On 15 July 2010, the beleaguered responders closed the final valve in a long-sought technical solution to what had seemed like an endless emergency. Literally overnight, the gigantic layer of BP oil floating on the Gulf of Mexico began to dissipate. Within about ten days, we could no longer see any surface oil in the satellite images we had been scanning all through that long summer.
Although floating oil could no longer be seen from space, it festered in marsh soils and offshore sands. It had killed and would keep on killing myriads of marine creatures. Some of their carcasses washed ashore and broke our hearts, but the vast majority sank uncounted and unmourned. The oil had devastated the livelihoods of many Gulf residents in a way that no BP lucre could repay. But something else had been dealt a deadly blow, something just as difficult to restore as damaged ecology and economic well-being: trust.
With the dissipation of the surface oil due to sun and wave action, a strange denial began to set in. BP has aggressively aired television spots proclaiming that the coast was clear, even though there is still plenty of oil to be found in Louisiana marshes. Fishing and tourism promoters were anxious to agree, even though fishermen and residents retain deep concerns. Did the oil spill really happen?
The Gulf is a maritime treasure of the United States, productive of every kind of wealth — ecological, recreational, nutritional, and spiritual. This entire system had been shut down in every way for over four months of its peak season. What other system could suffer such a shock and then carry on as if nothing had happened? Yet we are asked to believe,a year later, that it is all practically back to normal. If one points to a dead porpoise or a diseased fish to ask, “Did the oil do this?” The response from legal authority seems to be, “You can’t prove it!”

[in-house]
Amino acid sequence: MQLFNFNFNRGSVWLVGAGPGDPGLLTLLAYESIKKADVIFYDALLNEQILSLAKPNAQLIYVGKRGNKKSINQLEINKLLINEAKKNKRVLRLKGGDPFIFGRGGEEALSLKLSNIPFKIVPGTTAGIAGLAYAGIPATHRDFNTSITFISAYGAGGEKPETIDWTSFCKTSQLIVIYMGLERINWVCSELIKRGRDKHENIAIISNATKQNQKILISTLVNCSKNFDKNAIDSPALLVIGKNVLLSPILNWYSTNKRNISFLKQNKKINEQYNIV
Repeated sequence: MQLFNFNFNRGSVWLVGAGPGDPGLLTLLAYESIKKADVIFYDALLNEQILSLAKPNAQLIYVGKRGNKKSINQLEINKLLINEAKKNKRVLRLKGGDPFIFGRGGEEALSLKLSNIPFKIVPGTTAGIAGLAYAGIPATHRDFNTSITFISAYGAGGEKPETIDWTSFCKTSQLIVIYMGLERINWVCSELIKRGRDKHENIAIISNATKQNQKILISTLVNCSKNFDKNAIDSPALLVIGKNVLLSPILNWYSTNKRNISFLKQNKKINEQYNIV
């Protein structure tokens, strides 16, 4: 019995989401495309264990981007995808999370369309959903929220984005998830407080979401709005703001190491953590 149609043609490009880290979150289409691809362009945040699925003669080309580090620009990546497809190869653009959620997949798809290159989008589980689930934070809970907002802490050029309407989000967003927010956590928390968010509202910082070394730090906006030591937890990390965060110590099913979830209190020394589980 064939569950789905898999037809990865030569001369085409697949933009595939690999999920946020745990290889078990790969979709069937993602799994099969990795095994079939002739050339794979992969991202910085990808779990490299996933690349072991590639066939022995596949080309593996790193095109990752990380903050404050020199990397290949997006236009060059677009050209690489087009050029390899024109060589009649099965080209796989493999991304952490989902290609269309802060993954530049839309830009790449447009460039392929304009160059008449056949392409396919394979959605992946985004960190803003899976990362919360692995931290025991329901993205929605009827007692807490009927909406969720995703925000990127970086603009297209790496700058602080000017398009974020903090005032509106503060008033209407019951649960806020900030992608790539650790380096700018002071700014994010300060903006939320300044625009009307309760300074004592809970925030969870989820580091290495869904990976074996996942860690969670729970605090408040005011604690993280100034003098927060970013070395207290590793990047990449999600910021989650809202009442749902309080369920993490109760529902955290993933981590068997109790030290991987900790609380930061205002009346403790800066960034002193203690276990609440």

Pardon our skepticism. We understand that the legal process of assessing damages requires that evidence is sequestered from public scrutiny until the case against BP is settled. But an essential component of restoration has to make people feel safe and secure in this environment. Denial does not accomplish this and neither does secrecy.
There are many facets to the dilemma. One aspect that would restore trust would be to reform the procedures of monitoring, reporting, and, if necessary, prosecuting operators who spill oil in the Gulf.
Since July 2010, there have been over 5,000 reports to the National Response Center of oil and hazardous material spills in the Gulf. Nearly half of those are characterized only as “unknown spill from unknown source.” Only 1/4 of the reports include an estimate of the volume of material spilled, yet the total from that small fraction is 2 million gallons. There is ample reason to suspect chronic under-reporting. Oil washing onto the beaches of Grand Isle in late March caused near-panic, spurring rumors that BP’s infamous Macondo well had somehow risen from the dead, or that a major new offshore leak had begun; analysis of the oil fingered a company that had reported spilling less than 4 gallons. Mystery slicks were sighted off Venice, Louisiana and south of Grand Isle, but never attributed to any definite source. Oil slicks more than 10 miles long are routinely observed at the site of a platform destroyed by Hurricane Ivan in 2004, yet the rig that had been working to plug those wells is no longer on the scene. It does not instill confidence to note the repeated under-reporting of oil discharges and the fact that fewer than one percent of offenders are fined under the Clean Water Act.
By failing to notice pollution events and allowing blatant under-reporting to continue, and by turning a blind eye to repeat or chronic offenders we create a condition of moral hazard with respect to care of the Gulf environment. If unchecked, this will lead us to the next oil disaster.